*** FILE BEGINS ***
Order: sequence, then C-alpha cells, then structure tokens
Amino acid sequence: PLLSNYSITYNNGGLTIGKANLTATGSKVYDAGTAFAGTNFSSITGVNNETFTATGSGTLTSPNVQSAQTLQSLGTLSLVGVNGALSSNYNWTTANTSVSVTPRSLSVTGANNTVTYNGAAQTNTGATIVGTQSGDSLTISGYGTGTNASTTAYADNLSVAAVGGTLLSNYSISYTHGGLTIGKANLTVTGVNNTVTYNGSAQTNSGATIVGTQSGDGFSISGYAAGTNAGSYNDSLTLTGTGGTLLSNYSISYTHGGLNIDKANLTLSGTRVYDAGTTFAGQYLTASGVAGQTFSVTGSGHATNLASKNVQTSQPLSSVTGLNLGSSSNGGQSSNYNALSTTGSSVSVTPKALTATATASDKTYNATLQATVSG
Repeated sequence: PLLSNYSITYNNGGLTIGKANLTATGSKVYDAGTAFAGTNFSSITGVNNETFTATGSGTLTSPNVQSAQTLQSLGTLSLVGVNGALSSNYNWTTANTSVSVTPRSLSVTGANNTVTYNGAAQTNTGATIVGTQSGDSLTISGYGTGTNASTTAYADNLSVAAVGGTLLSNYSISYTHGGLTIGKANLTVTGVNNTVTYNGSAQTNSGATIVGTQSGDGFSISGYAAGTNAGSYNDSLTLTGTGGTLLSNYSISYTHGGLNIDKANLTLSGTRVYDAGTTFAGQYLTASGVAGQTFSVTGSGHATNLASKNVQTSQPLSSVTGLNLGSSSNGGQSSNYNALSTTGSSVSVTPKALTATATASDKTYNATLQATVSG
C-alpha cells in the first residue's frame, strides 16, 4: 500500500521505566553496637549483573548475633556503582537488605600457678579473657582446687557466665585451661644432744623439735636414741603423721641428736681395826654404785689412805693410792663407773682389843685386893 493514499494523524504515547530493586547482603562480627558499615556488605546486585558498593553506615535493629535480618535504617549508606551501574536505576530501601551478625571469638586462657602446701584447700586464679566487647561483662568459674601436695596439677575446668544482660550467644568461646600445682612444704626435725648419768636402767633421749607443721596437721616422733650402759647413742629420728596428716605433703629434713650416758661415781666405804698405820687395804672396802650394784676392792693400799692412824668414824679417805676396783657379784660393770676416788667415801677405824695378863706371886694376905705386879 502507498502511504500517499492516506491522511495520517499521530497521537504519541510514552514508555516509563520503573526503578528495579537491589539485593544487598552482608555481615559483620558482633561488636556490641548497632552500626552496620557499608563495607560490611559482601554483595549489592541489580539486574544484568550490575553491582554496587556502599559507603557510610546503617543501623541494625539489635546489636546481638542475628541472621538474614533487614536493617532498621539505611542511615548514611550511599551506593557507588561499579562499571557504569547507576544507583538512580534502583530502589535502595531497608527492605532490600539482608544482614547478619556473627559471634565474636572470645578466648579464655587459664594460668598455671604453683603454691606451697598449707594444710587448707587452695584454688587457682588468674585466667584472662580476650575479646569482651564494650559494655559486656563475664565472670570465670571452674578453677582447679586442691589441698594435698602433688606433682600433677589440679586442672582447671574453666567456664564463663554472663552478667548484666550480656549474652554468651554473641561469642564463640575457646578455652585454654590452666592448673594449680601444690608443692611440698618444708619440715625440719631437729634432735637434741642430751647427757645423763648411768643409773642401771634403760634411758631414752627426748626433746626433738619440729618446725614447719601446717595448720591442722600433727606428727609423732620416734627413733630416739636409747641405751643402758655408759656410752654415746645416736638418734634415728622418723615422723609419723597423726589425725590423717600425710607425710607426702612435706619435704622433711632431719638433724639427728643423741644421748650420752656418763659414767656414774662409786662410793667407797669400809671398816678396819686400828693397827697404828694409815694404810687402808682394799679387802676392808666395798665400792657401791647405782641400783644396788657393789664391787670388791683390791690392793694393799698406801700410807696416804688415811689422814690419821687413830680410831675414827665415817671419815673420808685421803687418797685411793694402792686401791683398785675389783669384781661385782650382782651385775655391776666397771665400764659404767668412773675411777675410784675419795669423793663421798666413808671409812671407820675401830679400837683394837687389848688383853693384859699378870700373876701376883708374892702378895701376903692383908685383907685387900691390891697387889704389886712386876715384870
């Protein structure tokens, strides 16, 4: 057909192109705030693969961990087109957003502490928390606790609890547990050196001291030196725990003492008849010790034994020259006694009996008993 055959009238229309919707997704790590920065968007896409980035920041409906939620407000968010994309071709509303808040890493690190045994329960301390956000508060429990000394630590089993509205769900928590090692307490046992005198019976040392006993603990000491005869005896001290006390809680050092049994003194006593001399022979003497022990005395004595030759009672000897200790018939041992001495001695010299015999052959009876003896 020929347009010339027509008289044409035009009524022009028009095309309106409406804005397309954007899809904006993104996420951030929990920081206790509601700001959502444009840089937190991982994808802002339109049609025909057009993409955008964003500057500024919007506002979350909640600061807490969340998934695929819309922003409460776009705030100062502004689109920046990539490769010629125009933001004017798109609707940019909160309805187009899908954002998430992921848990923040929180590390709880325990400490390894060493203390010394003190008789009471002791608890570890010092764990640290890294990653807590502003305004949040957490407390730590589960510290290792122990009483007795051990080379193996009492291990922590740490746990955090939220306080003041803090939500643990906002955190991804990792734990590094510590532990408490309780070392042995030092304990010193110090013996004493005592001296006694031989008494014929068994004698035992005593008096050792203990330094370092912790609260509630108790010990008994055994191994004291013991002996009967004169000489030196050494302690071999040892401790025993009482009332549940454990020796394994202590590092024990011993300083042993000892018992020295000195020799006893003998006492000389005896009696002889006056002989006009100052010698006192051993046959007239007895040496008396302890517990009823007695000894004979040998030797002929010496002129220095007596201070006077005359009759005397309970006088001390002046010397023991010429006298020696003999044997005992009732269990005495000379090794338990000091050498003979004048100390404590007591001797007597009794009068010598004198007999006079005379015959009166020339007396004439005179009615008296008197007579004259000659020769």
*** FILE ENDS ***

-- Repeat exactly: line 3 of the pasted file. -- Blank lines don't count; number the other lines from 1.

Repeated sequence: PLLSNYSITYNNGGLTIGKANLTATGSKVYDAGTAFAGTNFSSITGVNNETFTATGSGTLTSPNVQSAQTLQSLGTLSLVGVNGALSSNYNWTTANTSVSVTPRSLSVTGANNTVTYNGAAQTNTGATIVGTQSGDSLTISGYGTGTNASTTAYADNLSVAAVGGTLLSNYSISYTHGGLTIGKANLTVTGVNNTVTYNGSAQTNSGATIVGTQSGDGFSISGYAAGTNAGSYNDSLTLTGTGGTLLSNYSISYTHGGLNIDKANLTLSGTRVYDAGTTFAGQYLTASGVAGQTFSVTGSGHATNLASKNVQTSQPLSSVTGLNLGSSSNGGQSSNYNALSTTGSSVSVTPKALTATATASDKTYNATLQATVSG